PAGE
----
Nevertheless, there were always groups of simple Christians who attempted to follow the Bible according to their consciences and who met not in the cathedrals of the “official church” but in the forests or other secret meeting places. One of the best books tracing these groups is The Pilgrim Church, by Broadbent.
Yes, Roman Catholicism is in total apostasy and has been for many centuries. No, that does not mean that the entire church fell into apostasy and thus the gates of hell prevailed against it, for there were always multitudes who were not part of the “whore of Babylon” as John describes her in Revelation 17.
Question (composite of several similar questions): We can’t seem to find a church in our area that has godly leadership and biblical preaching. We feel so alone and now just read the Bible and pray at home. What should we do? And how do we find a “good” church?
Response: It is a sad commentary on the state of the church that we receive many
such queries. What marks a “healthy” church? Crucial to the answer is Matthew:18:20: “For where two or three are gathered together in my name, there am I in the midst....” Christ himself must be the central focus—not a pastor, gripping sermons, a strong missionary emphasis, exciting youth programs, compatible fellow members, or even agreeable doctrines, important as all these factors are. A fervent love for Christ and a heartfelt corporate worship of His Person must be the primary mark of a healthy church.
The early church was thus characterized. It met regularly on the first day of the week in remembrance of His death. That weekly outpouring of praise, worship and thanksgiving had one purpose—to give God His due portion. It isn’t primarily a
matter of my need, my edification, my enjoyment or my spiritual satisfaction, but
of His worth in my eyes and the eyes of the church. As I see it, our secondary focus should be our opportunity for servanthood with a corporate body of believers. I give myself to a needy, imperfect people for whom I can pray, for whose needs I can concern myself in practical ways, to whom I can be an encourager and a minister of the Word, and among whom I can demonstrate and work out Christ’s desire that His own “might be one.” This fellowship is commanded: “Not forsaking the assembling of ourselves together” (Heb:10:25). Is it our joy to gather with God’s people in intercessory prayer and study of the Word, or is Sunday-morning-only quite enough? A healthy church will not only gather unto Him, but with each other.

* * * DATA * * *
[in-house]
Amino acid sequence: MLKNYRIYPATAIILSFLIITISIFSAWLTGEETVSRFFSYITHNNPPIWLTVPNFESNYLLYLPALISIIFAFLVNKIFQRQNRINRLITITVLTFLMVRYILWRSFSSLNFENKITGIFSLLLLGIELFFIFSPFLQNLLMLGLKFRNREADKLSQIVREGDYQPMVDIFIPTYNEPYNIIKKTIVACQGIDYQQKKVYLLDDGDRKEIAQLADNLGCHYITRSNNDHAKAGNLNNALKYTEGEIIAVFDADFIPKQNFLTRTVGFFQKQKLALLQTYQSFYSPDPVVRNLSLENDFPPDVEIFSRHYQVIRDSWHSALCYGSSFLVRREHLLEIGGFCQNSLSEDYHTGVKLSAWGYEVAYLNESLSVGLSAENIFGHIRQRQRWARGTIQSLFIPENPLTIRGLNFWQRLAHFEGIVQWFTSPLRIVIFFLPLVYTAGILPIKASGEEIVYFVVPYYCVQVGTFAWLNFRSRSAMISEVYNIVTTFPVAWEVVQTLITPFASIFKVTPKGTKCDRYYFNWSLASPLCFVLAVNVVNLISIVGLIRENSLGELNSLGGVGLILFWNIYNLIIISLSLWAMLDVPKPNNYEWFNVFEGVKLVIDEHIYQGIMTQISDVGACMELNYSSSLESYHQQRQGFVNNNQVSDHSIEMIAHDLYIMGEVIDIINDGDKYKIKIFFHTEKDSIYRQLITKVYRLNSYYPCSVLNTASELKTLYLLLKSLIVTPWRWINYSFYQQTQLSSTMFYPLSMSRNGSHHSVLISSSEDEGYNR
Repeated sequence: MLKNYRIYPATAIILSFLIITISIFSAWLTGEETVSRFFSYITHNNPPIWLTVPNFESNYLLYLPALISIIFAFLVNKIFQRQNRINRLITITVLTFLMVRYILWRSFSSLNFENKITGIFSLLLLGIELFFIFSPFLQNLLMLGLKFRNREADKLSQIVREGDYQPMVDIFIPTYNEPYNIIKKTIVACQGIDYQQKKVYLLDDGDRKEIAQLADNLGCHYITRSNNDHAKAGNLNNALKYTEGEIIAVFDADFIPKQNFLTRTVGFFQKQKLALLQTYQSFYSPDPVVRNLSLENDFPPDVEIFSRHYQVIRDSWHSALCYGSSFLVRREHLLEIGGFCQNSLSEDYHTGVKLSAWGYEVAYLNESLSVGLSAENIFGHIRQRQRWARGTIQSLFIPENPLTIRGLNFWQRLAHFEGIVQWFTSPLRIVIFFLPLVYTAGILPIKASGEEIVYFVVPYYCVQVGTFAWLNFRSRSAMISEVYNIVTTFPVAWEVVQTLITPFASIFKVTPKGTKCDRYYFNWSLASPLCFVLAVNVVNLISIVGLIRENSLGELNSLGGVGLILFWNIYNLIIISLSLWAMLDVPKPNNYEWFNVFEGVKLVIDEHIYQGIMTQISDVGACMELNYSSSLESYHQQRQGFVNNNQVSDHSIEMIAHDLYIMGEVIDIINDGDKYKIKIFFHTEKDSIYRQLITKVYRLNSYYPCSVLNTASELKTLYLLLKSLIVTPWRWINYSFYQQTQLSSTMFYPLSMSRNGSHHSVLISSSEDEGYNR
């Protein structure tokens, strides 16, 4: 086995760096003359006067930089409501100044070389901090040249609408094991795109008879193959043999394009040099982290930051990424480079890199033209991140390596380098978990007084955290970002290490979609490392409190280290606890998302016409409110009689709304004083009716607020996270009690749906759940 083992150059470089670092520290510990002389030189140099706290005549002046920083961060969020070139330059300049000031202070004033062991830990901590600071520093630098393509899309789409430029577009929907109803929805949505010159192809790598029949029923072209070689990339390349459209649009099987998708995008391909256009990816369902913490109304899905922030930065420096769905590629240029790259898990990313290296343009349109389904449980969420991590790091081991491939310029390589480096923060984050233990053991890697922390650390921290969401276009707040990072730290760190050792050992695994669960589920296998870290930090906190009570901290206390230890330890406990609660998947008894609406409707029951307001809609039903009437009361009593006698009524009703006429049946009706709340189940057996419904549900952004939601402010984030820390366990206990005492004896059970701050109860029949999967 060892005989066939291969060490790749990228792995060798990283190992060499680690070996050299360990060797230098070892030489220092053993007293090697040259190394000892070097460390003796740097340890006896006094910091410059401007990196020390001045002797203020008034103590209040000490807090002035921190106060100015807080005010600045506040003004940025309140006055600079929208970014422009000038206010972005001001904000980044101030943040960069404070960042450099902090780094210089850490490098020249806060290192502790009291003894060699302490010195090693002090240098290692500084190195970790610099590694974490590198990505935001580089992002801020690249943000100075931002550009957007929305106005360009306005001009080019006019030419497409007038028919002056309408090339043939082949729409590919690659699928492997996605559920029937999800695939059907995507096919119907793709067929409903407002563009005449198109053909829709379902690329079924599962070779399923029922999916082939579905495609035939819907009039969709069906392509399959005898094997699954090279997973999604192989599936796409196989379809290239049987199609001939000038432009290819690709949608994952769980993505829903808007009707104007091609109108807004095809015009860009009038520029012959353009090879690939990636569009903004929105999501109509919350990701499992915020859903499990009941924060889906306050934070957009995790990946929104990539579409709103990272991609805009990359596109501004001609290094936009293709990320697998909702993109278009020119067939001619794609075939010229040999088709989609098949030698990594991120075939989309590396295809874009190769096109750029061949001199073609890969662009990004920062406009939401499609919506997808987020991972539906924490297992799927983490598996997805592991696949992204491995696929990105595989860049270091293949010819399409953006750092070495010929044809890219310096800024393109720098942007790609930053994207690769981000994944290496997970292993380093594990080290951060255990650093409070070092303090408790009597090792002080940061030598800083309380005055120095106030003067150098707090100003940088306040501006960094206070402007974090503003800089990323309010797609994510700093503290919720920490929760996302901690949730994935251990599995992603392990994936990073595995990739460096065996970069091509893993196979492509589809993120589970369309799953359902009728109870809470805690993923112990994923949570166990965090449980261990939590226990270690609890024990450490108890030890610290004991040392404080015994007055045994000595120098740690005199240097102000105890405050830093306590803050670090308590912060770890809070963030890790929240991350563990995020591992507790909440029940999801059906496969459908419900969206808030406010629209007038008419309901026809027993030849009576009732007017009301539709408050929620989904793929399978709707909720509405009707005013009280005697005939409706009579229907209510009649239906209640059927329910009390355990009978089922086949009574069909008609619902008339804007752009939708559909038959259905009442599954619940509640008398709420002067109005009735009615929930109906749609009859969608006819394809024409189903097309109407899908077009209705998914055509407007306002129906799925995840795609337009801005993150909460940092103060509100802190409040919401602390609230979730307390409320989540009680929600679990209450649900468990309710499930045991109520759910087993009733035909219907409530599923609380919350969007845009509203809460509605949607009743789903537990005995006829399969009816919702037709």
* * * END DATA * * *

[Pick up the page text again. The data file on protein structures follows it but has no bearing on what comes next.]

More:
Lastly, I need to assess my own spiritual needs. The shepherds must provide the spiritual food that will nurture the flock, that it might be “throughly furnished unto all good works” (2 Tm 3:17). That’s a big order and requires, of course, a teachable flock that loves the Word and is in willing subjection to it. The shepherds must also guard the flock of God by keeping out false and dangerous doctrines contrary to the truth. They must adhere to the pure Word of God as the only authority for faith and morals.
You say, “Wonderful! Lead me to such a church.” Remember, however, the order of priority: worship (do you worship sincerely, wholeheartedly, and in a manner satisfying to the object of that worship?); servanthood (do you serve, even as Christ gave us an example, with humility and with joy?); personal needs (are you growing, maturing, taking on Christ’s character?).
The final decision as to your church affiliation must be, prayerfully, yours. Is
your personal worship of the Savior so joyful and satisfying a thing both to you and to Him that it supersedes other considerations? Do your opportunities for
service render your fellowship sufficiently meaningful and significant? Or do
doctrinal concerns or lack of biblical preaching and teaching cancel out the
other two? You must seek the Lord for His answer. God’s comforting assurance
remains: “For where two or three are gathered together in my name, there am I
in the midst of them.”